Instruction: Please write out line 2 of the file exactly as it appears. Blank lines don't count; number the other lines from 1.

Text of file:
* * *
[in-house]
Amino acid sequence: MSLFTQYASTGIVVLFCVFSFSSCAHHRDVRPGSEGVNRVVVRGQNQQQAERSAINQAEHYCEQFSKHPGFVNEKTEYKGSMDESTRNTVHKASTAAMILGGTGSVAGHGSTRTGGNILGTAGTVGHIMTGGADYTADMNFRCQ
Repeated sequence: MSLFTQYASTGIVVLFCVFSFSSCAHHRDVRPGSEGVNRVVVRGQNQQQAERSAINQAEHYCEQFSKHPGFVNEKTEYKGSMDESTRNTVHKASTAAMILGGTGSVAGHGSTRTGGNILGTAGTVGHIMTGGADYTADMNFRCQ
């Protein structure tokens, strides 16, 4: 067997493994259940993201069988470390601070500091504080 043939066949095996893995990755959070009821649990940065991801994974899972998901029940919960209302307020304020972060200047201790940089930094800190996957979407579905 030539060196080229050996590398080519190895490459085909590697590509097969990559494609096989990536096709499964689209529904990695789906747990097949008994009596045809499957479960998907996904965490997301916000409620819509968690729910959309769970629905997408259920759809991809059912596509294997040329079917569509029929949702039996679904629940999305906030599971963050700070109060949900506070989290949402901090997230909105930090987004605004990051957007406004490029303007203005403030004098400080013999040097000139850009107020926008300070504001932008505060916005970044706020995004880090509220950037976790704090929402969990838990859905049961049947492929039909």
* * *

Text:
Amino acid sequence: MSLFTQYASTGIVVLFCVFSFSSCAHHRDVRPGSEGVNRVVVRGQNQQQAERSAINQAEHYCEQFSKHPGFVNEKTEYKGSMDESTRNTVHKASTAAMILGGTGSVAGHGSTRTGGNILGTAGTVGHIMTGGADYTADMNFRCQ